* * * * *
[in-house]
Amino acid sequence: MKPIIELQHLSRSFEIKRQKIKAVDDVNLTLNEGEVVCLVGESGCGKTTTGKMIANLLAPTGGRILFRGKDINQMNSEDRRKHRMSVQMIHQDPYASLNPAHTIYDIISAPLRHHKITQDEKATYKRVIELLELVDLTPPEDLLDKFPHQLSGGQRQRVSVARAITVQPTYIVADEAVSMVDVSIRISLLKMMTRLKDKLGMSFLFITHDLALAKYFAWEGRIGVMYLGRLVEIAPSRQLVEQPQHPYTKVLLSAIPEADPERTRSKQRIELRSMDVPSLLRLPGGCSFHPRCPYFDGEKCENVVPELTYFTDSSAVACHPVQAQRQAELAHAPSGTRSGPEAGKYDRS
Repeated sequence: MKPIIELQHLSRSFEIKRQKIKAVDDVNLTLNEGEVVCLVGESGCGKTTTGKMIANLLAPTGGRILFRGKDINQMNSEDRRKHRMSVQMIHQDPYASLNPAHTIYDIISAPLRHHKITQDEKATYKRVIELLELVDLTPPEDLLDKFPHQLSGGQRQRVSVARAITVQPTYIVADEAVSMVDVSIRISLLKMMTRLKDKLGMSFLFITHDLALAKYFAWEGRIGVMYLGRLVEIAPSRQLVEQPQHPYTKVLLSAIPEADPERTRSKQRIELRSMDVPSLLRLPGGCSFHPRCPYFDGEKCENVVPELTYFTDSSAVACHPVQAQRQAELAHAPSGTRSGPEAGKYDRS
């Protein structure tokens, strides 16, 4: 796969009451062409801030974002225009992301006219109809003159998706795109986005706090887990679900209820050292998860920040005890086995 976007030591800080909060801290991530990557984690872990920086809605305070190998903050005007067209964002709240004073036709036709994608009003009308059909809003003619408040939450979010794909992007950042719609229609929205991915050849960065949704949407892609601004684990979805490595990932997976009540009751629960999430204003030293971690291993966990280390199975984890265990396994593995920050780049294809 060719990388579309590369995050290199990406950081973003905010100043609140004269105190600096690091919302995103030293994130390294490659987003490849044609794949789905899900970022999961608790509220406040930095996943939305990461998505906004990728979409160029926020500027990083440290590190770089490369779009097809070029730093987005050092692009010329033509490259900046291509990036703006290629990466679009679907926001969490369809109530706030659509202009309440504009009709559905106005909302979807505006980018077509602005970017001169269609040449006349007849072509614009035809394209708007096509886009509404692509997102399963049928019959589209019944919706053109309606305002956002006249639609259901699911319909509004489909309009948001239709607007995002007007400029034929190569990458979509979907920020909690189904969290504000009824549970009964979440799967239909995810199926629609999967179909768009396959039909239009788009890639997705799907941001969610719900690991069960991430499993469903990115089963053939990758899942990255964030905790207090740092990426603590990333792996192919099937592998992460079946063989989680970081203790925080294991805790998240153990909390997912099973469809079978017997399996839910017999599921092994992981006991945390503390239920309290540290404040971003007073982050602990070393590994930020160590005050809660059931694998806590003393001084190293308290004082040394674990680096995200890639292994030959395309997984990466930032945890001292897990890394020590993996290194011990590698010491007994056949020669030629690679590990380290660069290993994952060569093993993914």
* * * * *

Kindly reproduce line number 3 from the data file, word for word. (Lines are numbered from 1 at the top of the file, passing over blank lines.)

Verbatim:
Repeated sequence: MKPIIELQHLSRSFEIKRQKIKAVDDVNLTLNEGEVVCLVGESGCGKTTTGKMIANLLAPTGGRILFRGKDINQMNSEDRRKHRMSVQMIHQDPYASLNPAHTIYDIISAPLRHHKITQDEKATYKRVIELLELVDLTPPEDLLDKFPHQLSGGQRQRVSVARAITVQPTYIVADEAVSMVDVSIRISLLKMMTRLKDKLGMSFLFITHDLALAKYFAWEGRIGVMYLGRLVEIAPSRQLVEQPQHPYTKVLLSAIPEADPERTRSKQRIELRSMDVPSLLRLPGGCSFHPRCPYFDGEKCENVVPELTYFTDSSAVACHPVQAQRQAELAHAPSGTRSGPEAGKYDRS